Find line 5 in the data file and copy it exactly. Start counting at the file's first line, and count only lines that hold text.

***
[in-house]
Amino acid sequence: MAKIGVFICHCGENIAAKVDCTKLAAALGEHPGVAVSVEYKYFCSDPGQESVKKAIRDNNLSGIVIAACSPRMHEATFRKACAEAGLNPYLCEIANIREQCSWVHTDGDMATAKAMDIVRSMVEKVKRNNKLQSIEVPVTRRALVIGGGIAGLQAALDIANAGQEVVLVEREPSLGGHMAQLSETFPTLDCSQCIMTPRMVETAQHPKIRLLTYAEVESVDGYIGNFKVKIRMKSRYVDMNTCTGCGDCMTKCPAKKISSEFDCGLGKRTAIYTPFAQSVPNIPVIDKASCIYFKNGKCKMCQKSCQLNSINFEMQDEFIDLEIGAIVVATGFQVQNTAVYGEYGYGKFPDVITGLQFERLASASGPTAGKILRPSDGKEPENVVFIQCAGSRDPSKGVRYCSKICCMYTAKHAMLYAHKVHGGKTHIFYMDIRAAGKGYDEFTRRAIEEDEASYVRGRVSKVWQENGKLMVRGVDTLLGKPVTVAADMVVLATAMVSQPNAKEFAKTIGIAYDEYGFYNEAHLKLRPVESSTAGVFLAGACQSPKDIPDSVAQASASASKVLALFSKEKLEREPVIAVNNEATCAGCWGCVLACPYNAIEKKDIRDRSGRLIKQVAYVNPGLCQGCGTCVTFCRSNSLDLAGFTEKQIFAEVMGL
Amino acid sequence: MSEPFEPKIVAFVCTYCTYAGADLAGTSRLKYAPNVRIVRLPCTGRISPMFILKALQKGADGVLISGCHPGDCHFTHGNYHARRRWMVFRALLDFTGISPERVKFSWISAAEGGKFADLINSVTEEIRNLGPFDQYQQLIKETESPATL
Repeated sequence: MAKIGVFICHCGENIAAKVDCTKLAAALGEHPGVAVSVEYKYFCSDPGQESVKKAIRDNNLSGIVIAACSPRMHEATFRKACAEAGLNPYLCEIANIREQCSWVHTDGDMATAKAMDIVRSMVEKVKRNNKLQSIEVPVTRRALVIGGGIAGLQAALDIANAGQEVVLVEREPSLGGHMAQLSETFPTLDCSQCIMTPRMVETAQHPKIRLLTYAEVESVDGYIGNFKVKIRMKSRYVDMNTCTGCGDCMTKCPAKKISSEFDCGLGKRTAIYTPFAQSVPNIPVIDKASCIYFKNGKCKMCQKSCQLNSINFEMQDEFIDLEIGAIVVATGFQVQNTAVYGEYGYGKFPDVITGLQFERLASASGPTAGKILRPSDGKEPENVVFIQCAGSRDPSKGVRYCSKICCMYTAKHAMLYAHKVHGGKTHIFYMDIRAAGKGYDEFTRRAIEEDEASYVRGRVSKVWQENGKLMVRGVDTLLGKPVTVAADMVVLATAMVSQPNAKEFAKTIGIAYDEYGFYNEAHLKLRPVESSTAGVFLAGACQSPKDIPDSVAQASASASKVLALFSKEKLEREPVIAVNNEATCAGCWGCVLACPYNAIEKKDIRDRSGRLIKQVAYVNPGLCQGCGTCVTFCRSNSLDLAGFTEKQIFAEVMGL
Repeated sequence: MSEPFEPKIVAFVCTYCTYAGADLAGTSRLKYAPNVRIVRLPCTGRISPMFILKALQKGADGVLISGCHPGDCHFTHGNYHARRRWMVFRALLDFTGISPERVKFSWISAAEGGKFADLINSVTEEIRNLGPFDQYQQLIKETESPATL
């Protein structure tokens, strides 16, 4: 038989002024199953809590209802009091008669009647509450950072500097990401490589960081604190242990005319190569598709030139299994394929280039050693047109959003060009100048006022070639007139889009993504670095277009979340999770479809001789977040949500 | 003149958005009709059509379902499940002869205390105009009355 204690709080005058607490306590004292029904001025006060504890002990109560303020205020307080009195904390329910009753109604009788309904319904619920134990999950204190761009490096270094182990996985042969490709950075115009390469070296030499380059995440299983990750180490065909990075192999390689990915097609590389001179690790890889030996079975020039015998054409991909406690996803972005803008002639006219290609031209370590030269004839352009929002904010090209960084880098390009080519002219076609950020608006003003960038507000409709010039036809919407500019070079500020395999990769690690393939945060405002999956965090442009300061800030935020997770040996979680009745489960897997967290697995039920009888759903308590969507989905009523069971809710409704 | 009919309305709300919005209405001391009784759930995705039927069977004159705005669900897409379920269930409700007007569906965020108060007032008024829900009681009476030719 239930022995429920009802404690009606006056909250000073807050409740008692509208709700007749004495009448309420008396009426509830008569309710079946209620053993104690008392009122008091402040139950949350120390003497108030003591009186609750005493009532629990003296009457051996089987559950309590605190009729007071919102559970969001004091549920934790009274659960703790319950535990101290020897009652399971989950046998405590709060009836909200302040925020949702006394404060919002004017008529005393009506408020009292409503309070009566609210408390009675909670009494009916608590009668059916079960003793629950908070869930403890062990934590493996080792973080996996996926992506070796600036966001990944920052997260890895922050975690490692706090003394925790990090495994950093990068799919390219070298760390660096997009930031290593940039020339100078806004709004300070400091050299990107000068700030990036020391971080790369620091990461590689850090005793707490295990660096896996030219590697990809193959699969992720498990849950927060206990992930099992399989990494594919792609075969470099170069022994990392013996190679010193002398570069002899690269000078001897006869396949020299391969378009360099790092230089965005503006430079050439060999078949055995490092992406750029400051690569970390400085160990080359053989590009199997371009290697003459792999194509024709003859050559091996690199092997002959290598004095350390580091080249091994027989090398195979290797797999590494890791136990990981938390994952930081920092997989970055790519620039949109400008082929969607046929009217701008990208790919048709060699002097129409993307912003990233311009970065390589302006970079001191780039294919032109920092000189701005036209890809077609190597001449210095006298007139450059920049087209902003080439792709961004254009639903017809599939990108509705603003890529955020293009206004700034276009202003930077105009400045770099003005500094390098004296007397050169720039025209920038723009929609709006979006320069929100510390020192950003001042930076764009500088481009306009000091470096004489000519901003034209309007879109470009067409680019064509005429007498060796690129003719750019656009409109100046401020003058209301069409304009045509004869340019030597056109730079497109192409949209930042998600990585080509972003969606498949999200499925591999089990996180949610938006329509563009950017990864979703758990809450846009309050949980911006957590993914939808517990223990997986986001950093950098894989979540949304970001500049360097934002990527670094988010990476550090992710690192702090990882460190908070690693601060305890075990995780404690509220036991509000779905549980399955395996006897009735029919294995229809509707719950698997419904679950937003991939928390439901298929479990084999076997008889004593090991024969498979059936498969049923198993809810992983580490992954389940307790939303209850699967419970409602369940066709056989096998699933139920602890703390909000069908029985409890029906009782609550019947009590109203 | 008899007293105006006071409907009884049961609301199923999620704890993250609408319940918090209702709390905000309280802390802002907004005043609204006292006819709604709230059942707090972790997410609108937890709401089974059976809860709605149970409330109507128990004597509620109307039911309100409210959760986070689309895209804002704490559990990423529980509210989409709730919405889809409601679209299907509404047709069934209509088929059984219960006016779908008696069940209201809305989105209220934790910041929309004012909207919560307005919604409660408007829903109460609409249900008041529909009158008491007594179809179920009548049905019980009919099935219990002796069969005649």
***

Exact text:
Repeated sequence: MSEPFEPKIVAFVCTYCTYAGADLAGTSRLKYAPNVRIVRLPCTGRISPMFILKALQKGADGVLISGCHPGDCHFTHGNYHARRRWMVFRALLDFTGISPERVKFSWISAAEGGKFADLINSVTEEIRNLGPFDQYQQLIKETESPATL